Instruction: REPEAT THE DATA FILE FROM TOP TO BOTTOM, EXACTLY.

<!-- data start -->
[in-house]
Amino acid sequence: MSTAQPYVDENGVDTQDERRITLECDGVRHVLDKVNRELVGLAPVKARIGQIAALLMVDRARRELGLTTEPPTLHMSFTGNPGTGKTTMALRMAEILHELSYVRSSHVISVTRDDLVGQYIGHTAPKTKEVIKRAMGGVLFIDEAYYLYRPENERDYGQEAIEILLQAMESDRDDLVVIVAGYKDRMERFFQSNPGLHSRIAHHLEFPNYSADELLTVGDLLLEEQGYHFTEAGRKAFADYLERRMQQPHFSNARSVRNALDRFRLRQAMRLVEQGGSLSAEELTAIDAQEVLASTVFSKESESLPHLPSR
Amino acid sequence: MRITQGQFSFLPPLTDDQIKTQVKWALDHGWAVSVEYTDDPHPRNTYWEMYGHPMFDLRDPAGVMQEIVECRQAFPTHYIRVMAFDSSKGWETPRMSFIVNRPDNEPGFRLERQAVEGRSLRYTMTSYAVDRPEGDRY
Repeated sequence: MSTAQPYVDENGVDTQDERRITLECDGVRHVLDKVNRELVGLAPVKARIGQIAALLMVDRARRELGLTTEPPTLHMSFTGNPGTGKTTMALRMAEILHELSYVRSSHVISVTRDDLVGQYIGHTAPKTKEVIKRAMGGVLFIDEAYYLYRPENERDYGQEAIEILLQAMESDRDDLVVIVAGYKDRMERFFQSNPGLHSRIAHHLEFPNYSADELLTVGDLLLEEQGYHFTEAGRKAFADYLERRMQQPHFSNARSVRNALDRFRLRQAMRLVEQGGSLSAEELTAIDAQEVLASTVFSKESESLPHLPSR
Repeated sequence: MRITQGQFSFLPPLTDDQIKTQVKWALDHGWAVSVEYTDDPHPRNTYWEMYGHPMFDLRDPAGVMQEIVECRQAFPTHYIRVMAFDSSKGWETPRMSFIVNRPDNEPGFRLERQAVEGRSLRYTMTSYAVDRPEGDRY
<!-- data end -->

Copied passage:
[in-house]
Amino acid sequence: MSTAQPYVDENGVDTQDERRITLECDGVRHVLDKVNRELVGLAPVKARIGQIAALLMVDRARRELGLTTEPPTLHMSFTGNPGTGKTTMALRMAEILHELSYVRSSHVISVTRDDLVGQYIGHTAPKTKEVIKRAMGGVLFIDEAYYLYRPENERDYGQEAIEILLQAMESDRDDLVVIVAGYKDRMERFFQSNPGLHSRIAHHLEFPNYSADELLTVGDLLLEEQGYHFTEAGRKAFADYLERRMQQPHFSNARSVRNALDRFRLRQAMRLVEQGGSLSAEELTAIDAQEVLASTVFSKESESLPHLPSR
Amino acid sequence: MRITQGQFSFLPPLTDDQIKTQVKWALDHGWAVSVEYTDDPHPRNTYWEMYGHPMFDLRDPAGVMQEIVECRQAFPTHYIRVMAFDSSKGWETPRMSFIVNRPDNEPGFRLERQAVEGRSLRYTMTSYAVDRPEGDRY
Repeated sequence: MSTAQPYVDENGVDTQDERRITLECDGVRHVLDKVNRELVGLAPVKARIGQIAALLMVDRARRELGLTTEPPTLHMSFTGNPGTGKTTMALRMAEILHELSYVRSSHVISVTRDDLVGQYIGHTAPKTKEVIKRAMGGVLFIDEAYYLYRPENERDYGQEAIEILLQAMESDRDDLVVIVAGYKDRMERFFQSNPGLHSRIAHHLEFPNYSADELLTVGDLLLEEQGYHFTEAGRKAFADYLERRMQQPHFSNARSVRNALDRFRLRQAMRLVEQGGSLSAEELTAIDAQEVLASTVFSKESESLPHLPSR
Repeated sequence: MRITQGQFSFLPPLTDDQIKTQVKWALDHGWAVSVEYTDDPHPRNTYWEMYGHPMFDLRDPAGVMQEIVECRQAFPTHYIRVMAFDSSKGWETPRMSFIVNRPDNEPGFRLERQAVEGRSLRYTMTSYAVDRPEGDRY